The OODA loop (Observe, Orient, Decide, Act) is a strategic framework for decision making. It was a concept developed by USAF Colonel John Boyd, and was first presented in his briefing “Destruction and Creation”. We use it in our consultancy practice to assess whether an organisation has in place the appropriate frameworks (how they think about things) and methods (how they do things) to guide their decision making. It is used as a decision making troubleshooting tool.
We developed a framework called the governance cube a few years ago to help multi disciplinary teams build a common understanding of government systems. It looks at government systems as having 3 dimensions. These dimensions are:
Governance Domain: these are the places where constraints can be imposed on a system to influence the behaviour of the entities operating within it;
Governance Functions: these are the tasks that are carried out by governments to ensure the entities adhere to the rules;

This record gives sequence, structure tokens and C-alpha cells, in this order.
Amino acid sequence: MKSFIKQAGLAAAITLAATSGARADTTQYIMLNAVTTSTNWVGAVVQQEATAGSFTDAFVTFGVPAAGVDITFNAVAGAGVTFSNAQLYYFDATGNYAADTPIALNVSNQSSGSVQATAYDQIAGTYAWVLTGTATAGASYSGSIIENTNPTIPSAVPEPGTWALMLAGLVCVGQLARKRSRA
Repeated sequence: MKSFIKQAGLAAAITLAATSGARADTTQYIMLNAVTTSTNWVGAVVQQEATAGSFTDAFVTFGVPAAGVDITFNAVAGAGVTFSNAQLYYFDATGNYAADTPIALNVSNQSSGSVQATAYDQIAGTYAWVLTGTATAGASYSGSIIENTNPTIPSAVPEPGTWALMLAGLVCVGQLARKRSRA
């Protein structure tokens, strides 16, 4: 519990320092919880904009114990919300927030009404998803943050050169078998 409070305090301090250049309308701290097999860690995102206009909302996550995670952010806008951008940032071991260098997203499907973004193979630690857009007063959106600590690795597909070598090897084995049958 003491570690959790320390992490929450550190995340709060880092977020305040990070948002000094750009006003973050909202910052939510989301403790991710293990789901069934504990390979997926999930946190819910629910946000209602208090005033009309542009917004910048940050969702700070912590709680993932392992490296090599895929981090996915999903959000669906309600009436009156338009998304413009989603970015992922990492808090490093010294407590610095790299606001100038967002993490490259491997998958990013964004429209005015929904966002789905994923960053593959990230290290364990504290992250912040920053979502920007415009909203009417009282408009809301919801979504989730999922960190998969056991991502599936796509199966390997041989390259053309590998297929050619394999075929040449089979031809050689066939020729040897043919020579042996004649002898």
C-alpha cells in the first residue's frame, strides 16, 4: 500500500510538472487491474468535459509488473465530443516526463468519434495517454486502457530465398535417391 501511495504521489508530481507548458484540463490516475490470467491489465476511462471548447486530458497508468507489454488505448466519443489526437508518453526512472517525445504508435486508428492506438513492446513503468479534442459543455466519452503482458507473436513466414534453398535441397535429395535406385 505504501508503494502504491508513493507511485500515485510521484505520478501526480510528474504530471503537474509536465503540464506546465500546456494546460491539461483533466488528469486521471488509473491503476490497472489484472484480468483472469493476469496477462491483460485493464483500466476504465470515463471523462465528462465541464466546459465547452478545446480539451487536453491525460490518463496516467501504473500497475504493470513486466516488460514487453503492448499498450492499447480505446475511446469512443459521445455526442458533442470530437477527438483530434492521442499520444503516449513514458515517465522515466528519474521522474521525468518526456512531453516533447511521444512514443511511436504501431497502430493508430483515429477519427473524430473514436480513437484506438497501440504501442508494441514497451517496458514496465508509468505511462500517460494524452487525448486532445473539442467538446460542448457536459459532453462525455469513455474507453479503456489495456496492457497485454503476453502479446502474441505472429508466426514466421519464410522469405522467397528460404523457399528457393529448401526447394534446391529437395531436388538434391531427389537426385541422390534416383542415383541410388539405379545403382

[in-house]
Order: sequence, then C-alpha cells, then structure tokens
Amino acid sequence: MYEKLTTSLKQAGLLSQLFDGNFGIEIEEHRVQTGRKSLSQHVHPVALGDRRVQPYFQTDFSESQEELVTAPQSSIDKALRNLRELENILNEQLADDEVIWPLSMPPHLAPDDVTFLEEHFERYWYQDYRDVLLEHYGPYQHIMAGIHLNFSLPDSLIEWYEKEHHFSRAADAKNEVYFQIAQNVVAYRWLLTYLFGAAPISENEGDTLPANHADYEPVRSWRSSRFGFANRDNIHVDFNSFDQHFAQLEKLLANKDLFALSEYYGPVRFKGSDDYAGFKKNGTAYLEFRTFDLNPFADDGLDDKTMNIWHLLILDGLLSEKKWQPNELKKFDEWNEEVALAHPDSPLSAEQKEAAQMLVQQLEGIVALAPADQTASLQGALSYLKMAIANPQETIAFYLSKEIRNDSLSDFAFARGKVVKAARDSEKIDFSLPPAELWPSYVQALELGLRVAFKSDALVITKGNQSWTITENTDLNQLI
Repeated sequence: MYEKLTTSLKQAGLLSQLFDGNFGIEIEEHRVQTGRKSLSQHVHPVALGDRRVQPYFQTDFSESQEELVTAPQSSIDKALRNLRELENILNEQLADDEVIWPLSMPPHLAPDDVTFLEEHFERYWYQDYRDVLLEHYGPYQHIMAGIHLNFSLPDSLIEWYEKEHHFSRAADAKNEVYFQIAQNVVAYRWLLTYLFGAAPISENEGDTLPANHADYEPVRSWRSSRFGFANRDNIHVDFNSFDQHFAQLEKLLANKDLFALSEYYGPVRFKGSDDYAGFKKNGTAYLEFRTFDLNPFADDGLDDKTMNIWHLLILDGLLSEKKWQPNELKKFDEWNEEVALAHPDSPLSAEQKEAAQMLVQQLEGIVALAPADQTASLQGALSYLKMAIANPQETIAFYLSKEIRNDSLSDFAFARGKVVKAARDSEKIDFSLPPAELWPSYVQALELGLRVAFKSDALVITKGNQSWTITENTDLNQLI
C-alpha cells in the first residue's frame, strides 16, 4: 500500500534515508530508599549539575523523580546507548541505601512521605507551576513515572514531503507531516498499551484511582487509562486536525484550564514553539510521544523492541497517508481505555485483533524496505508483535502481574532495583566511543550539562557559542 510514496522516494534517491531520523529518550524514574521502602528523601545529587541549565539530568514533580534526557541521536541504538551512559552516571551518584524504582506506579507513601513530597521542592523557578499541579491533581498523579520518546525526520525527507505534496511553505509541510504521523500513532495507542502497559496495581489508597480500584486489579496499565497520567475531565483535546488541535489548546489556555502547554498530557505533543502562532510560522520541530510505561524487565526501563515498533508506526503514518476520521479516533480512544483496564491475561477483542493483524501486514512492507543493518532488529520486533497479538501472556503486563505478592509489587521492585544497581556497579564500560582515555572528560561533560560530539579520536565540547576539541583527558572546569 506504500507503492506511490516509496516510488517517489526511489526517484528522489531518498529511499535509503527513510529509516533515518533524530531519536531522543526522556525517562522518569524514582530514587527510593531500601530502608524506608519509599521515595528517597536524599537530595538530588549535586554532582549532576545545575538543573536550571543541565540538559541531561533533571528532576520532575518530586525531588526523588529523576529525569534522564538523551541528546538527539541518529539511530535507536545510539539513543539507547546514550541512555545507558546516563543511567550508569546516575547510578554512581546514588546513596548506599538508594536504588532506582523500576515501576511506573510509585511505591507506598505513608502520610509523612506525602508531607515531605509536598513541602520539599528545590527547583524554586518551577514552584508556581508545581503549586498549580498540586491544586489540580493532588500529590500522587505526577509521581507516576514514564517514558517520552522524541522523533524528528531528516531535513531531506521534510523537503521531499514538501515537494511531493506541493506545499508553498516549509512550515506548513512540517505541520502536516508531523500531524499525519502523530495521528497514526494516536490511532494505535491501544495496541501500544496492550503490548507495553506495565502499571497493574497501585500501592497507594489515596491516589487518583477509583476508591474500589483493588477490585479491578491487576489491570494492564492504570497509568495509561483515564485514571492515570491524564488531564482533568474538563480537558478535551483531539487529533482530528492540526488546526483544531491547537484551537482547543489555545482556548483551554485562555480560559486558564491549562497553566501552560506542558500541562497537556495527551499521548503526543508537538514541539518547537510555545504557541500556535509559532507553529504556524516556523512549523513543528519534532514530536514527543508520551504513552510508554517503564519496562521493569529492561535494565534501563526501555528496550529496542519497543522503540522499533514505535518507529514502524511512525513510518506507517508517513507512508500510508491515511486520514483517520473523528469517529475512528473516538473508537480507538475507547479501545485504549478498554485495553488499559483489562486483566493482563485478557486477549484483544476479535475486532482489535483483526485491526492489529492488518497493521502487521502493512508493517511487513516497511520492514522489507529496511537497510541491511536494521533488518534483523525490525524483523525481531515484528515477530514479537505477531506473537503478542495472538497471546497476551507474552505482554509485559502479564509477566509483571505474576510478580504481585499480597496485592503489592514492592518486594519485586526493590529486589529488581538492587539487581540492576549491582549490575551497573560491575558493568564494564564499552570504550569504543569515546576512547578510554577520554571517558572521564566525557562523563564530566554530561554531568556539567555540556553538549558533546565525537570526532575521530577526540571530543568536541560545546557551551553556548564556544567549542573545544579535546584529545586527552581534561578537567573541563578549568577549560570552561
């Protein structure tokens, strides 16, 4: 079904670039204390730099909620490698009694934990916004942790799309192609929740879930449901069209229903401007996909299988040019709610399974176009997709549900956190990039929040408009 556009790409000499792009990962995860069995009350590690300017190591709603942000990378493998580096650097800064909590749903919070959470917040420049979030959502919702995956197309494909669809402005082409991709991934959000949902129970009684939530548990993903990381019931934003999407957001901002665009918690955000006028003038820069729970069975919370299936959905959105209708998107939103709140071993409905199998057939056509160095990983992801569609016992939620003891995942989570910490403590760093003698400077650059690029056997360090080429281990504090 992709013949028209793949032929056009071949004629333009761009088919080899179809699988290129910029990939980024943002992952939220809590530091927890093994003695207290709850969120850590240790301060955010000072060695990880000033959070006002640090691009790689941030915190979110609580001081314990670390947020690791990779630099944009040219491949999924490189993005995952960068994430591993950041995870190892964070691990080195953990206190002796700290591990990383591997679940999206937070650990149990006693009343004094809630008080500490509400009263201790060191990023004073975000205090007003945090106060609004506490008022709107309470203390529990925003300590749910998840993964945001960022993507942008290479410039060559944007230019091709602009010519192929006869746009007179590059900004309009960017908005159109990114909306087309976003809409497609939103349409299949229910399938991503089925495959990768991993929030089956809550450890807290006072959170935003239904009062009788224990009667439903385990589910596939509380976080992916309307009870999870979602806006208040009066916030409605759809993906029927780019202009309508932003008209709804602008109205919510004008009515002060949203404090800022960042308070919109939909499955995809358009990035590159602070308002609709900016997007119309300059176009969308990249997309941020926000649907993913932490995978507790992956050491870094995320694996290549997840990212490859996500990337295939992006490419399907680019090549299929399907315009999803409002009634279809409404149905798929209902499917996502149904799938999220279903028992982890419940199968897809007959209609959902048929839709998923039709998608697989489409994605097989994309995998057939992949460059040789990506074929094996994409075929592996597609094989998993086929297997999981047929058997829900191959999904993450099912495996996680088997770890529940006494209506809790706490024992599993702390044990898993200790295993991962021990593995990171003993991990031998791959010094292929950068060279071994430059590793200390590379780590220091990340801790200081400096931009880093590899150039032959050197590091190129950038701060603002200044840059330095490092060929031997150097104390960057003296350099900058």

Governed Entities: these are the entities whose behaviour we are trying to govern.
Over the last few years we’ve spent time modifying the Business Model Canvas for use in the design and development of government systems. For those of you unfamiliar with the Business Model Canvas it is a strategic management tool that creates a shared language for describing, visualizing and assessing business models. The principles used by the Business Model Canvas provide a useful framework for government ICT projects which are notorious for high rates of failure with reports of 70%-80% rates of failure. However the Business Model Canvas was developed for the needs of business. We have spent several years modifying and battle testing the Government Business Model Canvas for use in the government context.
IT Strategy frameworks are tools that help structure IT practitioners think through actions and investments into information technologies to accomplish specific objectives. They are used to analyze problems and develop strategies, tactics and specific actions to take to resolving these issues. The following frameworks are the key frameworks that we use to think through from … Read more
Before developing an IT Strategy you need to conduct a situational analysis of the the current landscape. An IT situational analysis involves understanding the current technological landscape and mapping out the value chains that will be required for delivering on the strategy.
When working with clients we help them to do this using a technique called wardley mapping.